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Bohemian Glass

Bohemian Glass Collection

Bohemian GlassBohemian Glass hand crafted, individually designed bohemian glass art and functional glass products to galleries in the UK and to select retailers.

Popular Czech Bohemian lead crystal dates back to the Renaissance, when abundant natural crystal was discovered throughout the Czech Republic. Hand-cut glassware—from delicate champagne flutes to intricate Christmas bowls—can be found in elegant Prague shops however not in the Old Town's, where you may find rather cheap looking China and Bulgaria imports over-priced for the tourist attention, however you can still find quality well-known Moser Glass or fine production of Bohemian Glassworks.

The hand-blown ornaments and figurines featuring symbolic stars and moons, swans, owls, and birds are typical imported trash for fooling the tourists, but genuine Bohemian glassware and crystal ware is typically decorated by the means of various intricate and demanding techniques. It is mostly hand-cut, hand-painted, rhinestone decorated, gold-plated or wheel engraved, it is not unusual to encounter combinations of these techniques. It takes 4 years of study to become a glass painter and a lot of years to gain enough skills for ultimate perfection.

Bohemia was a part of the former Czechoslovakia, now known as the Czech Republic, and was famous for its beautiful and colourful glass. The history of Bohemian glass started with the abundant natural resources found in the countryside. Bohemian glassworkers discovered potash combined with chalk created a clear colourless glass that was more stable than glass from Italy. It was at that time when the term Bohemian crystal emerged for the first time in history to distinguish its qualities from the glass coming from other places. As opposed to usual perception this was non-lead. This Czech glass could be cut with a wheel. In addition, resources such as wood for firing the kilns and for burning down to ashes were used to create potash.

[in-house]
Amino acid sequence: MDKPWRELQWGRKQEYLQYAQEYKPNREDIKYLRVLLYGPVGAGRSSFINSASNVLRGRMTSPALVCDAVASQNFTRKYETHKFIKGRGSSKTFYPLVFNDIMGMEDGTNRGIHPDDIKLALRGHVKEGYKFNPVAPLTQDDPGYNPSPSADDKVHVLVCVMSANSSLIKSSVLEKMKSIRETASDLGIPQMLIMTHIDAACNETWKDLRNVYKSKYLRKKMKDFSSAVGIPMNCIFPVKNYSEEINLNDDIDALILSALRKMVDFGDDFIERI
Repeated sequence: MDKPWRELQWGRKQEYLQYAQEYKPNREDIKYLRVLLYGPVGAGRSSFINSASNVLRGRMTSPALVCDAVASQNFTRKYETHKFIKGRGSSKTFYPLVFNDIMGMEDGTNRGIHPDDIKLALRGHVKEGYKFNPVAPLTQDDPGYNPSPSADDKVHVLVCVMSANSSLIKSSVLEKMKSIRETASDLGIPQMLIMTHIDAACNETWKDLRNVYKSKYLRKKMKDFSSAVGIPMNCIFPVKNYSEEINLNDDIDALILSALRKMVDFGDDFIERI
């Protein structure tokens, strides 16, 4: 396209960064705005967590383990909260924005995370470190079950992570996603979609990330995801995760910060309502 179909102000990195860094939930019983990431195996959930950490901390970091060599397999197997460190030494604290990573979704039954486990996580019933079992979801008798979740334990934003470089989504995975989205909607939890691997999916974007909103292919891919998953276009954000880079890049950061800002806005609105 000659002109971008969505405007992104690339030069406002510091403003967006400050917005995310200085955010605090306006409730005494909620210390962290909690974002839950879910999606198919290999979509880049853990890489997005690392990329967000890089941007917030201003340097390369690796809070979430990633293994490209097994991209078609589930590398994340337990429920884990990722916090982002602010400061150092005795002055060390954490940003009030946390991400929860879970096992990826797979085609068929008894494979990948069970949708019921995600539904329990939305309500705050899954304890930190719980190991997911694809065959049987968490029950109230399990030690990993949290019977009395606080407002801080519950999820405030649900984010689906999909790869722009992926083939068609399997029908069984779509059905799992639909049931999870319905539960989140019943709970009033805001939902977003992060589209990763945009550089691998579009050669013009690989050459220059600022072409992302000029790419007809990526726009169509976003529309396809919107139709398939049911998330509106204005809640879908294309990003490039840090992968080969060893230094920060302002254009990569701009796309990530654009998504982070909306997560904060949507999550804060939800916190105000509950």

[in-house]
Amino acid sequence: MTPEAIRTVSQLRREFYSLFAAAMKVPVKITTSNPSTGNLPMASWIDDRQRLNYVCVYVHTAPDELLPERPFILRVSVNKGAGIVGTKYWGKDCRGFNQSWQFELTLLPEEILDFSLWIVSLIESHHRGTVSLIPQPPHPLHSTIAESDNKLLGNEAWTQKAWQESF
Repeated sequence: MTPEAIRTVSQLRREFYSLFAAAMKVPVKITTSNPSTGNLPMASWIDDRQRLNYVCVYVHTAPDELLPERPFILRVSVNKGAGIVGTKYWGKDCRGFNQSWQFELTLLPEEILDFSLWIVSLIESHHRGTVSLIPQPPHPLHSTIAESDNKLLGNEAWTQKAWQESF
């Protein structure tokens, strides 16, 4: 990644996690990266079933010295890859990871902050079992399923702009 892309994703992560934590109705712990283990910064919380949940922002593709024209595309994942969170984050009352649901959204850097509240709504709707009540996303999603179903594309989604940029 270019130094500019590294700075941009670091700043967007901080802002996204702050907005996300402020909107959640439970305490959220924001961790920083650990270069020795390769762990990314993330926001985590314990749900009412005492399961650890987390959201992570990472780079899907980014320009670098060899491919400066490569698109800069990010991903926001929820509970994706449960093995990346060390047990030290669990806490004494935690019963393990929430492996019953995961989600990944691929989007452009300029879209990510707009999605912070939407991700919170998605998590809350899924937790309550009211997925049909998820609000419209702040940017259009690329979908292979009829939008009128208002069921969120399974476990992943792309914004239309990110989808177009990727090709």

There were also copious amounts of limestone and silica. Bohemia turned out expert craftsmen who expertly worked with crystal. Bohemian crystal became famous for its excellent cut and engraving. They became skilled teachers of glassmaking in neighbouring and distant countries. By the middle of the 19th century, a technical glass making school system was created that encouraged traditional and innovative techniques as well as technical preparation.

In the second half of the 19th century, Bohemia looked to the export trade and mass-produced coloured glass for shipment all over the world. Pairs of vases were produced either in a single colour of opaque glass or in two-colour cased glass. These were decorated in thickly enamelled flower subjects that were painted with great speed. Others were decorated with coloured lithographic prints copying famous paintings. These glass objects were made in huge quantities in large factories and were available by mail order throughout Europe and America. They were not fine art but provided inexpensive decorative objects to brighten up ordinary homes Reverse - glass painting was also a specialty of the Czechs. The image is carefully painted by hand on the back of a pane of glass, using a variety of techniques and materials, after which the painting is mounted in a bevelled wooden frame. Glass artisanship remained at a high level even under the Communists because it was considered ideologically innocuous.

Although craftsmen retained their talent, not all the glassmakers still possess a sense of how to make designs new and exciting, and these are still very successful exporting to markets abroad, while others are passing out of general knowledge In the modern 21st century.

 

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Bohemian glass